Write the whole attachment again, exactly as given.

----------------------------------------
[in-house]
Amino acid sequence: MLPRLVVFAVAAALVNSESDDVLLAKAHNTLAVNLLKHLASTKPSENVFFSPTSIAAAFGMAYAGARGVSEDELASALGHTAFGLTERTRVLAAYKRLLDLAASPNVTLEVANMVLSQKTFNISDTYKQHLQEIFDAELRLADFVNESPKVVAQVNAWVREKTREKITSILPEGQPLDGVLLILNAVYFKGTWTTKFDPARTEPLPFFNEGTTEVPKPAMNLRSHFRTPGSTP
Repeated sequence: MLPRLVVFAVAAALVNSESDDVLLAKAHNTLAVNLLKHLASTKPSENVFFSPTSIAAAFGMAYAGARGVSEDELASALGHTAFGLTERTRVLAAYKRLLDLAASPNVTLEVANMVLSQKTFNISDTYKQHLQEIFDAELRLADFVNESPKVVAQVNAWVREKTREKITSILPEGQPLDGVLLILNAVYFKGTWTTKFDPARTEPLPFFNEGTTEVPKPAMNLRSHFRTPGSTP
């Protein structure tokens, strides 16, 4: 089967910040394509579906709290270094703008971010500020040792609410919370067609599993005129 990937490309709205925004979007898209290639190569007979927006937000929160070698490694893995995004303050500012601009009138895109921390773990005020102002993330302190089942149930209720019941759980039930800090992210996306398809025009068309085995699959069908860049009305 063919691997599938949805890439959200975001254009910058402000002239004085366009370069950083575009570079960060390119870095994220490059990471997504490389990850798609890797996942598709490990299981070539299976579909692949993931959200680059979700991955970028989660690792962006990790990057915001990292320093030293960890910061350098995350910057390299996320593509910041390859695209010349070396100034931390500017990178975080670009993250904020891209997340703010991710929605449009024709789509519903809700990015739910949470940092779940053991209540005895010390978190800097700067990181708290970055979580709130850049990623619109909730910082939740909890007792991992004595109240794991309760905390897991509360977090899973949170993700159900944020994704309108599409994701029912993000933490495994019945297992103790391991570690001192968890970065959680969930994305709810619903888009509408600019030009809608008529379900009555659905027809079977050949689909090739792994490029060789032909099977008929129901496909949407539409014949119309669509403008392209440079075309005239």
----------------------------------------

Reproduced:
[in-house]
Amino acid sequence: MLPRLVVFAVAAALVNSESDDVLLAKAHNTLAVNLLKHLASTKPSENVFFSPTSIAAAFGMAYAGARGVSEDELASALGHTAFGLTERTRVLAAYKRLLDLAASPNVTLEVANMVLSQKTFNISDTYKQHLQEIFDAELRLADFVNESPKVVAQVNAWVREKTREKITSILPEGQPLDGVLLILNAVYFKGTWTTKFDPARTEPLPFFNEGTTEVPKPAMNLRSHFRTPGSTP
Repeated sequence: MLPRLVVFAVAAALVNSESDDVLLAKAHNTLAVNLLKHLASTKPSENVFFSPTSIAAAFGMAYAGARGVSEDELASALGHTAFGLTERTRVLAAYKRLLDLAASPNVTLEVANMVLSQKTFNISDTYKQHLQEIFDAELRLADFVNESPKVVAQVNAWVREKTREKITSILPEGQPLDGVLLILNAVYFKGTWTTKFDPARTEPLPFFNEGTTEVPKPAMNLRSHFRTPGSTP
């Protein structure tokens, strides 16, 4: 089967910040394509579906709290270094703008971010500020040792609410919370067609599993005129 990937490309709205925004979007898209290639190569007979927006937000929160070698490694893995995004303050500012601009009138895109921390773990005020102002993330302190089942149930209720019941759980039930800090992210996306398809025009068309085995699959069908860049009305 063919691997599938949805890439959200975001254009910058402000002239004085366009370069950083575009570079960060390119870095994220490059990471997504490389990850798609890797996942598709490990299981070539299976579909692949993931959200680059979700991955970028989660690792962006990790990057915001990292320093030293960890910061350098995350910057390299996320593509910041390859695209010349070396100034931390500017990178975080670009993250904020891209997340703010991710929605449009024709789509519903809700990015739910949470940092779940053991209540005895010390978190800097700067990181708290970055979580709130850049990623619109909730910082939740909890007792991992004595109240794991309760905390897991509360977090899973949170993700159900944020994704309108599409994701029912993000933490495994019945297992103790391991570690001192968890970065959680969930994305709810619903888009509408600019030009809608008529379900009555659905027809079977050949689909090739792994490029060789032909099977008929129901496909949407539409014949119309669509403008392209440079075309005239």